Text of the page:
Drumheads were mainly associated with the steam railroads, and were often used on some of the “named” intercity routes. There is an excellent illuminated drumhead display at the National Railroad Museum in Green Bay, Wisconsin. You will find examples from this collection at the end of this post (photos taken by the author).

    For many years, a CERA drumhead was used on many of our fantrips. Although not illuminated, the drumhead was often hung on the front of the car, not the back, as in the case of the steam railroads.

    The CERA drumhead on a North Shore Line fantrip. (Author's collection)

    The CERA drumhead on a North Shore Line fantrip. (Author’s collection)


    That got me to wondering whatever became of our drumhead, and I got the following response from John Marton:

    J.M. Michaels was CERA’s first corporate sponsor. He was also Passenger Traffic Manager of the Chicago North Shore & Milwaukee Railroad.

    The drum head was a gift to CERA from him to be used on fan trips, as well on the rear of Car 300, which he also provided for club use.

    The drum head was made in the Highwood Illinois Shops under his direction and it bears chalk markings as to its origin and is dated 1939. While it was not in evidence for the first four fan trips, it was in existence by June 25, 1939 and it, or one similar to it, was displayed on Car 35 of the CSS&SB RR on Trip Number Nine.

    Sometime in the mid-60’s, the drum head was damaged on a fan trip and retired. A director’s statement said it was “scrapped,” but it was stored instead and remains in the possession of longtime CERA member John Marton, where it remains today.

    It’s good to know that the drumhead survives, even if somewhat worse for wear. It has outlasted many of the railroads it was used on, which are now “fallen flags.” We will display it at our 75th anniversary banquet in September.

    -David Sadowski

    Gary Railways car 19 at Indiana Harbor on an early CERA fantrip (March 19, 1939). Regular service here had ended the day before. Notice no CERA drumhead, however. (C. Edw. Hedstrom photo, Author's collection)

    Gary Railways car 19 at Indiana Harbor on an early CERA fantrip (March 19, 1939). Regular service here had ended the day before. Notice no CERA drumhead, however. (C. Edw. Hedstrom photo, Author’s collection)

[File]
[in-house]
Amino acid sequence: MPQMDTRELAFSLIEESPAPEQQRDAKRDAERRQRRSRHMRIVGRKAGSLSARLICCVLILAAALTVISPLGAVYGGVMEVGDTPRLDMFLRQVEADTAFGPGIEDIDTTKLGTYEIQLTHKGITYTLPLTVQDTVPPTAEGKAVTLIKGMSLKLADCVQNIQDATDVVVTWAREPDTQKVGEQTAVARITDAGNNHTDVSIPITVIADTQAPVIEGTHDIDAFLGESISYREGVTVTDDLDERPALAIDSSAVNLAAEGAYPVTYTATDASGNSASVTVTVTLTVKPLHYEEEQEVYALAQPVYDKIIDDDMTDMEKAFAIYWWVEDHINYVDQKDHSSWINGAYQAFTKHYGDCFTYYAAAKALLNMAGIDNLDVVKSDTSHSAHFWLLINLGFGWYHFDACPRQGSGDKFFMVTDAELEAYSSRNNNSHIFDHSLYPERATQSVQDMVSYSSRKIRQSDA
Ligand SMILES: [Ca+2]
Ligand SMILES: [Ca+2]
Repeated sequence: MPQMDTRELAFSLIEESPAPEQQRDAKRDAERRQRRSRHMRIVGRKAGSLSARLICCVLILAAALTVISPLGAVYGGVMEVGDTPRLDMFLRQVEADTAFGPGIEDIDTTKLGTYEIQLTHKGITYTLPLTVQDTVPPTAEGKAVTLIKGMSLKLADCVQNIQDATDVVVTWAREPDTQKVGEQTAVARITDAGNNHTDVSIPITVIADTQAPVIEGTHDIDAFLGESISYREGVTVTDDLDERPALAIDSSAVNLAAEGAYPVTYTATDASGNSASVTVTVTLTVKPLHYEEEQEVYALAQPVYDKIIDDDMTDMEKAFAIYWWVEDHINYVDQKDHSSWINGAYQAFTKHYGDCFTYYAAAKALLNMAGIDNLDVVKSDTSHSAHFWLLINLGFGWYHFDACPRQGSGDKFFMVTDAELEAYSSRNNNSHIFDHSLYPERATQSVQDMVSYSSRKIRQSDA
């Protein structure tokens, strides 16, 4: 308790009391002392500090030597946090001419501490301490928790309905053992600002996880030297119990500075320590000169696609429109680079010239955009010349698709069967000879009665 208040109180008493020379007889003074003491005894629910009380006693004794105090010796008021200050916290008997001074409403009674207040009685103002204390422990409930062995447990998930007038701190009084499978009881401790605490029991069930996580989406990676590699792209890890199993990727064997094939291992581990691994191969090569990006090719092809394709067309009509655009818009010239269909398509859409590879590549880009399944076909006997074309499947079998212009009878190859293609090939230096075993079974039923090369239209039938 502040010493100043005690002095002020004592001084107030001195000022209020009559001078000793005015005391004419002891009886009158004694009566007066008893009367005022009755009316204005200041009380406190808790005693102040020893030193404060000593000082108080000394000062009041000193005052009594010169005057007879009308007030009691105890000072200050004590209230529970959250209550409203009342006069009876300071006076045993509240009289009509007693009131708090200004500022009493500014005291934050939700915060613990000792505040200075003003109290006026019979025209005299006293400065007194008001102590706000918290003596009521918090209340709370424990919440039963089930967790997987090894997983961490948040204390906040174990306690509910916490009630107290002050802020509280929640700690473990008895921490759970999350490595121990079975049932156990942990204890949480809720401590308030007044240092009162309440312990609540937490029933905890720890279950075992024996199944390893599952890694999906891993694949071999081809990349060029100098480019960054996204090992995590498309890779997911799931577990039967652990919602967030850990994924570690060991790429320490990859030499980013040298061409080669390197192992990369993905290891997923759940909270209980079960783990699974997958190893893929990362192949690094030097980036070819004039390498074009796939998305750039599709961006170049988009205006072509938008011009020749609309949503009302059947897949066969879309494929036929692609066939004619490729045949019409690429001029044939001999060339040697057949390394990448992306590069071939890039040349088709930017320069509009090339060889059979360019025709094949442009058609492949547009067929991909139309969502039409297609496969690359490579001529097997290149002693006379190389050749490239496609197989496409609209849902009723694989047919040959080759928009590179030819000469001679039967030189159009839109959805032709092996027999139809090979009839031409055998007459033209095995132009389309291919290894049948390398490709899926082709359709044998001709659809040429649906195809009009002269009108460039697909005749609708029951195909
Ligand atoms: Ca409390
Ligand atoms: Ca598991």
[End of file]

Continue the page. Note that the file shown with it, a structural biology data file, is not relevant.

Car #479 on Schreiber near Clark, CERA fantrip, May 16, 1954 (CTA Historical Collection)

    Car #479 on Schreiber near Clark, CERA fantrip, May 16, 1954 (CTA Historical Collection)

    CNS&M 150 at the head of a CERA fantrip on the Libertyville-Mundelein branch in late 1962. The drumhead still appears to be in good shape. (Author's collection)

    CNS&M 150 at the head of a CERA fantrip on the Libertyville-Mundelein branch in late 1962. The drumhead still appears to be in good shape. (Author’s collection)

    CRT/CTA 5004, shown here in 63rd St. Lower Yard, on a 1963 CERA fantrip (Author's collection)

    CRT/CTA 5004, shown here in 63rd St. Lower Yard, on a 1963 CERA fantrip (Author’s collection)

    A newish 2000-series CTA "L" car leads the way on a mid-1960s fantrip. (Author's collection)

    A newish 2000-series CTA “L” car leads the way on a mid-1960s fantrip. (Author’s collection)

    NRHS drumhead at the rear of a 1955 Illinois Terminal fantrip. (Author's collection)

    NRHS drumhead at the rear of a 1955 Illinois Terminal fantrip. (Author’s collection)

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    Those aren't drumheads on these 1950s Johnston PA streetcars, just advertising. "Pepsi-Cola hits the spot / Twelve full ounces, that's a lot / Twice as much for a nickel, too / Pepsi-Cola is the drink for you" (Author's collection)

    Those aren’t drumheads on these 1950s Johnston PA streetcars, just advertising. “Pepsi-Cola hits the spot / Twelve full ounces, that’s a lot / Twice as much for a nickel, too / Pepsi-Cola is the drink for you” (Author’s collection)

    The CERA drumhead today. (Photo by John Marton)

    The CERA drumhead today. (Photo by John Marton)